[Image above] Credit: Betabrand

Whether you’re unphotogenic, camera-shy, or just prefer to stay “off the grid,” a new line of retro-reflective clothing might someday be your saving grace.

The glass-nanosphere-coated fabric used in Betabrand’s Flashback collection reflects the flash bulbs of the paparazzi, rendering the resulting photos worthless to the magazines and websites that purchase them. But it’s not just paparazzi that are being foiled by the flashy clothing—it also, according to the Betabrand website, upends would-be fun sponges, turning “ordinary iPhone images into thermonuclear photobombs.” 

(Requests for further details on the science behind Betabrand’s newest line were made, but details were fuzzy at best. I should note, however, that this isn’t the company’s first foray into high-tech fashion: In 2010, they made former MIT scientists’ Darpa Hoodie a runway reality. Read more about the shapeshifting sportswear here.)


Credit: Betabrand

DJ Chris Holmes came up with the idea for the line based on his experience on tour with Sir Paul McCartney.

After wearing reflective clothing to several performances, I noticed that photos from those shows always looked odd, because the flash that bounced off my clothing would obscure most everything else.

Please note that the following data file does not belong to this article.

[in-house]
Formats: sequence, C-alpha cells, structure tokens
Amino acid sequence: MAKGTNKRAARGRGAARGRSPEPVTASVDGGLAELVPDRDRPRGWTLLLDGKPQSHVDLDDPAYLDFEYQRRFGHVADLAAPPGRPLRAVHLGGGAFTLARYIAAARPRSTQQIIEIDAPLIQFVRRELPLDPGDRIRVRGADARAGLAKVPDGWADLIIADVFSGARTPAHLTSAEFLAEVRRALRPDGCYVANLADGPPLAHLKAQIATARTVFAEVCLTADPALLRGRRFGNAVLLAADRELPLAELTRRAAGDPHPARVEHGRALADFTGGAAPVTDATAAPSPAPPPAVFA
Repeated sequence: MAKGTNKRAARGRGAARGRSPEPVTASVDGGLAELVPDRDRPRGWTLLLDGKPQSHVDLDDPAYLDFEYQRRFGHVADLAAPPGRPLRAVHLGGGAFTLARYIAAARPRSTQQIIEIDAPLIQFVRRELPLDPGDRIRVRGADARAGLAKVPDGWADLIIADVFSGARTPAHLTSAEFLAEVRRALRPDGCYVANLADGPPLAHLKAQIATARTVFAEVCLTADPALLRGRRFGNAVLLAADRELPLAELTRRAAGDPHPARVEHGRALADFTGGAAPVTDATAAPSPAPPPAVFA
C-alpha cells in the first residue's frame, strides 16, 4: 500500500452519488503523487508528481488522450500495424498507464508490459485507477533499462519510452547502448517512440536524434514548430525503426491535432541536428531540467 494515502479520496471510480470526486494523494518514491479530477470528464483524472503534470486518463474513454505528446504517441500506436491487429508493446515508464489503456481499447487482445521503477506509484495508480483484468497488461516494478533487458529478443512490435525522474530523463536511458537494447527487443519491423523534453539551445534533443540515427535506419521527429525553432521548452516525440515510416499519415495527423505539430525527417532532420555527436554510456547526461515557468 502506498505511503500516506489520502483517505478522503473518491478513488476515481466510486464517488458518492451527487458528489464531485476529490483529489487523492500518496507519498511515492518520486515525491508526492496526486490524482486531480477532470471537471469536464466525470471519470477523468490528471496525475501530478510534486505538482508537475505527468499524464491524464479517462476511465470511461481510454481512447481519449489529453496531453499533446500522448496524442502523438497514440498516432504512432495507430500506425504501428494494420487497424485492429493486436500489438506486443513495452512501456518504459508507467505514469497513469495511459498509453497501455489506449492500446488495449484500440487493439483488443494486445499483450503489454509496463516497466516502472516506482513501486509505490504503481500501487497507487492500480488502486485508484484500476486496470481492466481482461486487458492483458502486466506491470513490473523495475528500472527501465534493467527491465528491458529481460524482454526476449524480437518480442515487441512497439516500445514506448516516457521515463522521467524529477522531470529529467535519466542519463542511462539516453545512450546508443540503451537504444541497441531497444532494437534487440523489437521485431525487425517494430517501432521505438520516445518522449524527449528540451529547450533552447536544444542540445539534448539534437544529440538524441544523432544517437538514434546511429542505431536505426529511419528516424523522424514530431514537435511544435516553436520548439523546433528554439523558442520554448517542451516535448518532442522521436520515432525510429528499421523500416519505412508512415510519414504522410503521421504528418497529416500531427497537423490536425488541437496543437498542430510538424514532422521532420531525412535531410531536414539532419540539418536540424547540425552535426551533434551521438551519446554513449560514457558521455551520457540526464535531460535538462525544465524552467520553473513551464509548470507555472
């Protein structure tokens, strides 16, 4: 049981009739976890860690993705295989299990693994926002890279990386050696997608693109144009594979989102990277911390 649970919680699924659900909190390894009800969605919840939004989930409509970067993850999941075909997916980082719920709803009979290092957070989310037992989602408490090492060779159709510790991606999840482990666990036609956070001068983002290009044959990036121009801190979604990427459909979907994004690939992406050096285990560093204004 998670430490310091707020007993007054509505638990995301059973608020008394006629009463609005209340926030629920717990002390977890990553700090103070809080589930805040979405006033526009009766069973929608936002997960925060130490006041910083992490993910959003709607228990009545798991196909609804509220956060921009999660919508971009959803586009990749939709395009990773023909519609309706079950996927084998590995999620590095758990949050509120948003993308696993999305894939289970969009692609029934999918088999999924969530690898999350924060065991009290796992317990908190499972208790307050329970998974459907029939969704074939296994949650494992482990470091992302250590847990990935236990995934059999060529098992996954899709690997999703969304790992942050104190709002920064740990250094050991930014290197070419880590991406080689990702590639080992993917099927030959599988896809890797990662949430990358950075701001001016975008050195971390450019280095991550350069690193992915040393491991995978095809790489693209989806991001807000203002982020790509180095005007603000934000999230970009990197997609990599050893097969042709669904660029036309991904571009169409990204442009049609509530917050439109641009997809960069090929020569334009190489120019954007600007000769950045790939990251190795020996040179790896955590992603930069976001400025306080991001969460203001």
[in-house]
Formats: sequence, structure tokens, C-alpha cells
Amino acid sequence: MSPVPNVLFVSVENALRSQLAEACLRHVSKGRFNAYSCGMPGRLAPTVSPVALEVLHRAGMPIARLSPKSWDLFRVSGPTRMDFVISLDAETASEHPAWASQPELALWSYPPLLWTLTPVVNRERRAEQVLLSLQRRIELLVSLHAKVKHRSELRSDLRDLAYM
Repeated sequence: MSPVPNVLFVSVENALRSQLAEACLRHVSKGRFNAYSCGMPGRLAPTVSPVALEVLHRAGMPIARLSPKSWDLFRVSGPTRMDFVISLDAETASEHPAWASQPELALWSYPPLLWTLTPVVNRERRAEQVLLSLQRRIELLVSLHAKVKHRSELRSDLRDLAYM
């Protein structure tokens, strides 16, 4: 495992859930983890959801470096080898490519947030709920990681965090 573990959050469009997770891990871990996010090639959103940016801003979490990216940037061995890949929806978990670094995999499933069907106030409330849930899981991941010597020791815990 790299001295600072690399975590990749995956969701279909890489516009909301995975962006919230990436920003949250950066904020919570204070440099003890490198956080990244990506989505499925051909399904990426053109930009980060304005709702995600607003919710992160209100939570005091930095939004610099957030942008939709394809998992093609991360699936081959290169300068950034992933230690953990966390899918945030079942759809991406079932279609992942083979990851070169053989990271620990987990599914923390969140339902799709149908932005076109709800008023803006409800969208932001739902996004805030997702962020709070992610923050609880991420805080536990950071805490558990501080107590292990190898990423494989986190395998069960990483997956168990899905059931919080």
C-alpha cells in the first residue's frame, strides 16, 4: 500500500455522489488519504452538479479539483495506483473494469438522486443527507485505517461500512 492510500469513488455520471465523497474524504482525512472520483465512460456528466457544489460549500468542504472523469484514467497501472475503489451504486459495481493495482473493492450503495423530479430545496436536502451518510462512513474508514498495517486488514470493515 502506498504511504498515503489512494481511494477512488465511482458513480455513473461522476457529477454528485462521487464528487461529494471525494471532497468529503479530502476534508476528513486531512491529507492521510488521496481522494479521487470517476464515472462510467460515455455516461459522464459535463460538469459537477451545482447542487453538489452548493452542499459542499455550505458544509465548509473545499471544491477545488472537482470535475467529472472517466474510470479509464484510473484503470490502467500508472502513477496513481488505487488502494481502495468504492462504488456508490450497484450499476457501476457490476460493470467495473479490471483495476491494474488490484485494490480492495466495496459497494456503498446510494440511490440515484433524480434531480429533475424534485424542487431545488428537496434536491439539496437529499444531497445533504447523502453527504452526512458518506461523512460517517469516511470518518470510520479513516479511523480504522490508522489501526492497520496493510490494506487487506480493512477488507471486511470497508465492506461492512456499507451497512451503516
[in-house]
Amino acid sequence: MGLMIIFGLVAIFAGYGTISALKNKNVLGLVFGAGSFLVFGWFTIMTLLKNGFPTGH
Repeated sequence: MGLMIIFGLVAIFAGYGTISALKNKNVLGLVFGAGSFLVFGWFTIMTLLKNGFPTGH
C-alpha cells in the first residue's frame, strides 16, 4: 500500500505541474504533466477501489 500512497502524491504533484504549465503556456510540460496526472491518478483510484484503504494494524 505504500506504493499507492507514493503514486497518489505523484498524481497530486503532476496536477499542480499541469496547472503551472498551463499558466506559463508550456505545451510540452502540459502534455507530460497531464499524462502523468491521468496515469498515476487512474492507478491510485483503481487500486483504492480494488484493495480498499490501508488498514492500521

While I wasn’t thrilled that many of these photos were ruined, it gave me an epiphany: Perhaps I could use this technology for a greater purpose—like making paparazzi photos worthless.


That was the inspiration for my Flashback Collection, garments made from highly reflective material—perfect for anyone who doesn’t want his or her picture taken, or for photobombers who really want to make a lasting impression.




Credit: Betabrand

Silly—right? Maybe not.

Though most of us don’t have anyone tracking our daily activities with camera in hand, this same fabric is used in frocks with far more serious intentions, such as in the safety gear that protects first responders and firefighters, says the company. 

Holmes, too, thinks that the flashback fabric has deeper implications.

“Everybody documents every thing, all the time, and as a result, you’re photographed so often without your consent,” he says in a Betabrand video interview. “It’s a really good way to kind of limit that, but also have fun with it, allowing people to control when they want to be photographed and how they want to be photographed.

“Anything that can make people think twice about documenting every thing with your camera and kind of putting down the camera and just being in the moment is a good thing.”

If you’re being plagued by the paparazzi, or just want to have a little photobomb fun, you can pick up pieces from the collection, which is currently being crowdfunded on Betabrand’s site. Prices run from $49.30 for the Halo Hat to $406.30 for the Illuminati Suit Jacket.

For a little fashion-forward and reflective flashback reading, check out this post on a retro-reflective-coated bike that’s bright at night, and this one on ceramic-printed, carbon-fiber bikewear.